Healthy Food Choices for Both Athlete and Spectator

Whether it’s a youth, college or professional sporting event, we all deep down know the food served at most concession stands don’t get high marks from a nutrition standpoint. But when you know you’re going to be spending a good deal of time there, it’s easy to feel like the deck is stacked against you. Do you eat a big meal before the event? Can you bring healthy snacks in? What about fueling up your young athlete? Each are valid questions, which is why we turned to Brittney Bearden, a registered dietitian and sports nutrition manager at Texas Health Sports Medicine, to get tips on how to navigate sporting event concession stands.

Bearden agrees that the majority of concession stand food doesn’t promote health for the spectator or the athlete. It’s a bit of an irony that sporting events have some of the least healthy food items available, which is why she suggests planning ahead in order to keep splurging at the concession stand more of a choice than a necessity.

“When possible, eat meals before or after the event to avoid relying on concession stand food for a meal,” she says. “If you want to grab a snack from the concession stand, look for things like peanuts, trail mix, granola bars, pickles, popcorn without the butter, Chex mix or fruit.”

If a game is scheduled during dinner, making a pre-game snack such as a sandwich with lean meats and grapes can help provide the appropriate nutrition for your athlete and will also help satiate your hunger as well. To help your athlete refuel after a game, opt for a meal that features whole grains and protein, whether you’re eating at home or at a restaurant.

But what do you do if you find yourself at a tournament that could last all day? How can you keep your athlete fueled up properly between games and ward off any hunger pangs on your end? Bearden suggests first looking up or calling to see if you can bring food into the event. If you can, pack items such as Greek yogurt, homemade energy bites, turkey sandwiches, PB&J sandwiches, fruit, chocolate milk and low-fat string cheese in a cooler. If you don’t want to worry about keeping a cooler at a food-safe temperature all day, Bearden suggests packing applesauce, dried fruit, nuts, dry whole-grain cereal, beef jerky, individual packets of peanut butter, bagels and whole-grain crackers which don’t need to be kept cold.

If you can’t bring food in and avoiding the concession stand isn’t an option, Bearden says there are some things to keep in mind when trying to find healthy options for both you and your young athlete.

“Look for grilled meats over fried, and see if fruit cups, whole fruit or vegetable packets are available. Healthier snacks include packaged pretzels, granola bars and peanut butter crackers,” she says. “But remember, it doesn’t have to be an ‘all or nothing’ situation. If there’s absolutely nothing healthy available, order an entrée and move on with life. Instead of ordering an entrée, a side item, a high-sugar beverage and candy or dessert, just go with an entrée with water to drink.”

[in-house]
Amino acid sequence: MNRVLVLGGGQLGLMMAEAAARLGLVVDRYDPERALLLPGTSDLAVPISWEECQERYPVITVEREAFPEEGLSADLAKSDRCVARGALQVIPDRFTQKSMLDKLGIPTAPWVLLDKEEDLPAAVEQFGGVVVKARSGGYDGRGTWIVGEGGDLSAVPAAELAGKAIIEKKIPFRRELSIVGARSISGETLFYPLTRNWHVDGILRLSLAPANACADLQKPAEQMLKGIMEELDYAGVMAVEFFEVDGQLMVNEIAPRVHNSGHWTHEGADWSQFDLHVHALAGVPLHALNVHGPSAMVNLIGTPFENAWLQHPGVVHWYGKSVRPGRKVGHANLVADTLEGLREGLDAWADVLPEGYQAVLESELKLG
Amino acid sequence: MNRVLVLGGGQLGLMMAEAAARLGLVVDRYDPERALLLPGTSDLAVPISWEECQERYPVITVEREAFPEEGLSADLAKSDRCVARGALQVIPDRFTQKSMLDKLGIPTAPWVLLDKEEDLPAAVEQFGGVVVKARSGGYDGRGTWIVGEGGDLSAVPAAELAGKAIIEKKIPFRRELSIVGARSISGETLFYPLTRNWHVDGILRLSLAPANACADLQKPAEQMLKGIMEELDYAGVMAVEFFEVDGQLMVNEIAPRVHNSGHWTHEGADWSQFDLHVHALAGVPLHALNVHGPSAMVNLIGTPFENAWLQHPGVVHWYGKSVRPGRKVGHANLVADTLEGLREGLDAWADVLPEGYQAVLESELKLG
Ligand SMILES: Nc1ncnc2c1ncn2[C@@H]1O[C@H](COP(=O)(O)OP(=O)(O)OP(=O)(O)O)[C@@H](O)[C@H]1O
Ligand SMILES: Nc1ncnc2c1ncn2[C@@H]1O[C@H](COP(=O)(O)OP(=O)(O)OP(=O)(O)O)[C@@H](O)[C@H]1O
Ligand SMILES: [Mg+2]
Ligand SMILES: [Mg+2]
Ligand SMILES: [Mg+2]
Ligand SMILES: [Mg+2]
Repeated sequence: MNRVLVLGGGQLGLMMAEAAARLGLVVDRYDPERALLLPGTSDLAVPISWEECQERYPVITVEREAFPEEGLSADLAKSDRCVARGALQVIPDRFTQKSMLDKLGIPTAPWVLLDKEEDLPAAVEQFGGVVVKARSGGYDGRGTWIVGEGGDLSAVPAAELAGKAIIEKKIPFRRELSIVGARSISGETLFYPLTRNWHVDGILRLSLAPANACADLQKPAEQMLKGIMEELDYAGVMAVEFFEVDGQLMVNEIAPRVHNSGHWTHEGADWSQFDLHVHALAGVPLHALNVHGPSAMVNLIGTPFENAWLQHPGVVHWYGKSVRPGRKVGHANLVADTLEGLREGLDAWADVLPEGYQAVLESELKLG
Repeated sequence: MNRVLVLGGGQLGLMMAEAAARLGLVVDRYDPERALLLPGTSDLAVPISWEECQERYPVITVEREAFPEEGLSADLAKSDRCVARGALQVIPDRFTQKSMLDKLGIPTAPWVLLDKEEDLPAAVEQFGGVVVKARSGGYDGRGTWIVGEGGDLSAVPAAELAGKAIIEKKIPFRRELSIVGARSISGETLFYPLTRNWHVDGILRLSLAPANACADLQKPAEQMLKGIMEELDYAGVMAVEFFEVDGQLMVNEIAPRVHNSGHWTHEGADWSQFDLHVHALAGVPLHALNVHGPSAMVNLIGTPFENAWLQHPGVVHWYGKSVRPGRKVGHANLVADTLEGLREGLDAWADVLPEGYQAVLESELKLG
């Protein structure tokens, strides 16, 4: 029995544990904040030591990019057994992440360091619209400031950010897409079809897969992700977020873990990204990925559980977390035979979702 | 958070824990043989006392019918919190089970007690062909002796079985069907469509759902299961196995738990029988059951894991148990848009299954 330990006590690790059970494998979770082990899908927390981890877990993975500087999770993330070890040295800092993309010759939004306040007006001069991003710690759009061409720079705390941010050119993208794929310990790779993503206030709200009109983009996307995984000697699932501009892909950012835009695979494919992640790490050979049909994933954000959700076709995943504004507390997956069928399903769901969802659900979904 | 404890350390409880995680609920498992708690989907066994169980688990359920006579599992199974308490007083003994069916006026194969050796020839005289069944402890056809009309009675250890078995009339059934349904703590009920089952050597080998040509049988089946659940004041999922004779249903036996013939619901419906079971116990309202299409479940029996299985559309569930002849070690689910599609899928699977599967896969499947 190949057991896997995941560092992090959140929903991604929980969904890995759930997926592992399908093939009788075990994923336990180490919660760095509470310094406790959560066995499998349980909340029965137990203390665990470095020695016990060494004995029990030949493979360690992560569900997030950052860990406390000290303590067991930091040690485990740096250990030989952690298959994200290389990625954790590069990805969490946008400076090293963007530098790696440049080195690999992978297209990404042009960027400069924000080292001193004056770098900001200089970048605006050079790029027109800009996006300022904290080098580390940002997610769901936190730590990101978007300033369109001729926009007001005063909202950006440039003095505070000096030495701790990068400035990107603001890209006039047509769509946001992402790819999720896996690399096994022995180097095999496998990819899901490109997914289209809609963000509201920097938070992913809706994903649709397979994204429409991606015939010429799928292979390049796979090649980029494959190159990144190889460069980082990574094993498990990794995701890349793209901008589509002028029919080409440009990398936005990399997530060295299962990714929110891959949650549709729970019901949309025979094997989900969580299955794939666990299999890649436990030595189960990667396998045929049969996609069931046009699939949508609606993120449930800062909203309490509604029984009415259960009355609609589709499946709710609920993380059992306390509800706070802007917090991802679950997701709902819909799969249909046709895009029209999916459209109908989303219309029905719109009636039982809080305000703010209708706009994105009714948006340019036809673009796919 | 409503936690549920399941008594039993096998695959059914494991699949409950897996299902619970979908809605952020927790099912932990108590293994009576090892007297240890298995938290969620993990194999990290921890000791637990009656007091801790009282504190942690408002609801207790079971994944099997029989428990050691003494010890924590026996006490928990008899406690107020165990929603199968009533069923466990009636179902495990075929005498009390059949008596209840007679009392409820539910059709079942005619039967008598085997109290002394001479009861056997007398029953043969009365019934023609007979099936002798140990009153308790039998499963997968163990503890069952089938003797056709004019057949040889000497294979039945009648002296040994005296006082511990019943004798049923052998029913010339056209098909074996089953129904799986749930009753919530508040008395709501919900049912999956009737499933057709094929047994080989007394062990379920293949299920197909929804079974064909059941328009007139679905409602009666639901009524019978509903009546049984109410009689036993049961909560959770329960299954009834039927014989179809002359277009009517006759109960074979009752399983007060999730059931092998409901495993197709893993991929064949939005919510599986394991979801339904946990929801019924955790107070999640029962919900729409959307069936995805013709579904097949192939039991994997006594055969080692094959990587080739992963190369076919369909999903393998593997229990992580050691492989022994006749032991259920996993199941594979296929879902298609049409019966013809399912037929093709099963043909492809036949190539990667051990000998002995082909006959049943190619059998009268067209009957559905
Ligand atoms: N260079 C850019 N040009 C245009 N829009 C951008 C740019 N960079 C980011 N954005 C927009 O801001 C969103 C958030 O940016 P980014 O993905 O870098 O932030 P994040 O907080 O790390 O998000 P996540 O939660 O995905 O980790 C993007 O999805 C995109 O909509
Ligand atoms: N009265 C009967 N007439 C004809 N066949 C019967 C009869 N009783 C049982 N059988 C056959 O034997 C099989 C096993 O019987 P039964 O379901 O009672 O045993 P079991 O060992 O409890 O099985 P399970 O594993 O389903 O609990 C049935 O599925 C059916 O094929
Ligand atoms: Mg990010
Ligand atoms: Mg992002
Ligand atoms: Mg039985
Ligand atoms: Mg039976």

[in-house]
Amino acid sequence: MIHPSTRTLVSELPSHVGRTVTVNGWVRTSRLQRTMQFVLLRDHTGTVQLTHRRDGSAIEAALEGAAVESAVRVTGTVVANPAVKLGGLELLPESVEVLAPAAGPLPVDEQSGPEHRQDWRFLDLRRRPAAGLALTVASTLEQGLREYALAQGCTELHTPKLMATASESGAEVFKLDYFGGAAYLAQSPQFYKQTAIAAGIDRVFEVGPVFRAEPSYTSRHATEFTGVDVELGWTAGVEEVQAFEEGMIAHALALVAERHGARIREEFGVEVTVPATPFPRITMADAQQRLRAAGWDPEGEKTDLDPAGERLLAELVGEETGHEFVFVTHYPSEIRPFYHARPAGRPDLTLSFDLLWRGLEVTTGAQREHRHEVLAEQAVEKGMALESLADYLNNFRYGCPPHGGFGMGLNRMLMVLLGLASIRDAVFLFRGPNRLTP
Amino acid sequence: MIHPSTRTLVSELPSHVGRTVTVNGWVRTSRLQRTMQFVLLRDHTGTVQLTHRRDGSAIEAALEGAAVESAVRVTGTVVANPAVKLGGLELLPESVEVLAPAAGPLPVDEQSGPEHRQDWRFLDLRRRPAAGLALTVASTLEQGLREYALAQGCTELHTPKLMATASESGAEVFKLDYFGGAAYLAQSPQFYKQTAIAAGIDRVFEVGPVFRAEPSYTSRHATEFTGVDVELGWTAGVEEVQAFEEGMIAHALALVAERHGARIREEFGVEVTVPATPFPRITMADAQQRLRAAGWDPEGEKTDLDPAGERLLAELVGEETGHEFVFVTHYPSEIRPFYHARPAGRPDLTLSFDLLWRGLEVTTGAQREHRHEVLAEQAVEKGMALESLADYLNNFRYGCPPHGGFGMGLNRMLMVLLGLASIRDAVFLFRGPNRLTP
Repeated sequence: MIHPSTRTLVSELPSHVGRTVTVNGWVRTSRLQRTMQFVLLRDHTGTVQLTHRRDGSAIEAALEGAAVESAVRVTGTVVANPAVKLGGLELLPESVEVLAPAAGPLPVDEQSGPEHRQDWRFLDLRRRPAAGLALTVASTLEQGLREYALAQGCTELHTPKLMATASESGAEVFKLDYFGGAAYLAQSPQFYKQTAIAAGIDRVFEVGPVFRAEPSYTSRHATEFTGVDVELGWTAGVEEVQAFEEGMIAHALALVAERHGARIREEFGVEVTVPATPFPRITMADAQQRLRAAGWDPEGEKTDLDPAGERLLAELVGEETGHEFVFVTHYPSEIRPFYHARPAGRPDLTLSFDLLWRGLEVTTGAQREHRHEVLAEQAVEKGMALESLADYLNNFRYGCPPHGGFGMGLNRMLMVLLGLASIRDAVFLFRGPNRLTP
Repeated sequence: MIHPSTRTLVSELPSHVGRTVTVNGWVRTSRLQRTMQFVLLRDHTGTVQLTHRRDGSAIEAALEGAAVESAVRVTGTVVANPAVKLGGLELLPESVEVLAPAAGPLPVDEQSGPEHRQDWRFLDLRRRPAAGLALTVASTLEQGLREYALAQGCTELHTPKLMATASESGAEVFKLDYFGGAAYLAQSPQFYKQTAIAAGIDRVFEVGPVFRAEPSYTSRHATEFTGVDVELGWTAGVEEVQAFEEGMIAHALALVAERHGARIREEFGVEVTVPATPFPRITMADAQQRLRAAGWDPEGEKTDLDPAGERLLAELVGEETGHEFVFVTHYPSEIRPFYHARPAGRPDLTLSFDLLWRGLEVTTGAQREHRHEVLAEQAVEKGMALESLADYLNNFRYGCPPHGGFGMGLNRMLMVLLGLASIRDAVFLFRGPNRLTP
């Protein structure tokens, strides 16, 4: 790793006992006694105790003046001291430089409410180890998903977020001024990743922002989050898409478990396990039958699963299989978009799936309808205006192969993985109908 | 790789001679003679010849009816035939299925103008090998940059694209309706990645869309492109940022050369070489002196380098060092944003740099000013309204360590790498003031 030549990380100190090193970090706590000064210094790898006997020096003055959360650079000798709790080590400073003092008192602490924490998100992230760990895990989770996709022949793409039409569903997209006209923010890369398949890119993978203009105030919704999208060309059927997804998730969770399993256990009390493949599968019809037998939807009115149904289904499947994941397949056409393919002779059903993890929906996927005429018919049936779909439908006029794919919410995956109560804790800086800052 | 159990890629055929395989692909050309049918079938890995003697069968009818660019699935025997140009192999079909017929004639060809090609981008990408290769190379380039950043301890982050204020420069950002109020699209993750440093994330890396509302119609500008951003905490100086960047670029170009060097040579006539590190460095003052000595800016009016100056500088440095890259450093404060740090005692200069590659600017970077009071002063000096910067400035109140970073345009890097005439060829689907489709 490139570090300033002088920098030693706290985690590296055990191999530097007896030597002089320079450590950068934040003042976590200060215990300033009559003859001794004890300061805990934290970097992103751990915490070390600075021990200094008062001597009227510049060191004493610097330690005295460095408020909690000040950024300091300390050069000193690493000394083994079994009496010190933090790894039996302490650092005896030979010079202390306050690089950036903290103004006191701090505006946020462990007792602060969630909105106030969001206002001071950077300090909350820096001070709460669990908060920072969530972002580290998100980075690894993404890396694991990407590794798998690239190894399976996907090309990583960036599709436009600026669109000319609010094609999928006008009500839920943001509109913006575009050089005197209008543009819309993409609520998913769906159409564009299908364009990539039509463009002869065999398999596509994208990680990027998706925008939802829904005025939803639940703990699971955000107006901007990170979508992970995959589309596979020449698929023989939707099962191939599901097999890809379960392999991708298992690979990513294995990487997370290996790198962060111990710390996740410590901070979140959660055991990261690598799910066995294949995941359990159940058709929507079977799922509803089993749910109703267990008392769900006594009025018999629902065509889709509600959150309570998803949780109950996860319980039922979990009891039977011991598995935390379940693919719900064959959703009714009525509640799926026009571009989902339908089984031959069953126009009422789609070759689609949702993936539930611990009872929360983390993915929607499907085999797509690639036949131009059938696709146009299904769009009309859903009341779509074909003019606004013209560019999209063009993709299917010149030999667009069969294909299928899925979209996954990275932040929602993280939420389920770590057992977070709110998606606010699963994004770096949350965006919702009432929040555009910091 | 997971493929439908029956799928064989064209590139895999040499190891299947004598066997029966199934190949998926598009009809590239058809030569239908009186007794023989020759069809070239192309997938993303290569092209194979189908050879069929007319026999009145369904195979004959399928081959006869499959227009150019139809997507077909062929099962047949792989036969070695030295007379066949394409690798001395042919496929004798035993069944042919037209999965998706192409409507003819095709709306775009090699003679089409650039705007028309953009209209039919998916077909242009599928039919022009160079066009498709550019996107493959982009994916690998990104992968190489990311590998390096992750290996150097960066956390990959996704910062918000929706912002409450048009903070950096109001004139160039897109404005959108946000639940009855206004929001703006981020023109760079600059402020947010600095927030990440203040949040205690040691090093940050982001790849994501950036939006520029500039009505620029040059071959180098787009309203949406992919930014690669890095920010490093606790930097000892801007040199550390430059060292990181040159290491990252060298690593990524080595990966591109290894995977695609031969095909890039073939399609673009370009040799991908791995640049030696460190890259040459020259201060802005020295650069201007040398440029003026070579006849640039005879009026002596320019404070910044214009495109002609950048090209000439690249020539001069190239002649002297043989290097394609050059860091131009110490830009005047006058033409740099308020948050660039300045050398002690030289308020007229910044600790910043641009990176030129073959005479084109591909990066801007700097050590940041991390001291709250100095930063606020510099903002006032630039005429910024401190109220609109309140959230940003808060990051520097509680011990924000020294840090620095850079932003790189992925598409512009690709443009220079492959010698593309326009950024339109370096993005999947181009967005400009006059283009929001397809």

Making healthy beverage choices is important for both spectator and athlete. It’s no secret that kids gravitate towards sugary sports drinks, and it can be easy to justify drinking one if you’ve already bought a case for the team. But Bearden reiterates that sports drinks are made for sports, just as the name implies.

“They are designed to supply fluid, carbohydrates and electrolytes — all of which are lost during physical activity,” she says. “Sports drinks should be used when physical activity lasts longer than an hour, or when playing in a hot and humid environment. Outside of those circumstances, it’s wise to stick with water.”

Parents and coaches can impart a big influence on a young athlete’s beliefs and behaviors, which makes modeling a healthy lifestyle as well as creating a healthy environment at home on the field extra important. A healthy environment includes the emotional side of food and body image. That’s why it’s important for parents and coaches to convey positive messages around how food should be viewed as a fuel source and to nourish the body, as opposed to it being a punishment or reward, or as “good” and “bad” food.

It can be easy to look at sporting events or tournaments as special events, which can also make it easy to adopt a “special treat” mentality when it comes to letting yourself or your family eat junk food you may not normally eat. If this is truly a special, infrequent event, Bearden says it’s ok to let yourself enjoy not-so-healthy foods in moderation. But if you find yourself at a game often, it’s important to create healthy habits for both you and your athlete.

“Young athletes often compete in numerous tournaments throughout the year so it’s important for them to develop healthy habits if they’re looking to eat for performance,” she explains. “An athlete’s diet directly impacts their energy level, hydration status and recovery, so choosing qualify fuel most of the time should be a consistent priority.

As a parent of a young athlete, aim for progress and consistency, not perfection. No one’s diet is perfect, so don’t give up if a few meals come from concession stands. Learning to plan, prepare and pack food can go a long way with nutrition and athletic performance.”

 Need more guidance? The sports dietitians at Texas Health Sports Medicine and Texas Health meet with athletes and individuals of all ages and activity levels to help them maximize their health and/or athletic performance through proper nutrition.

Visit TexasHealth.org/Sports-Medicine or TexasHealth.org to learn more about the nutrition services available at a Texas Health facility near you and to schedule an individualized nutrition consult.

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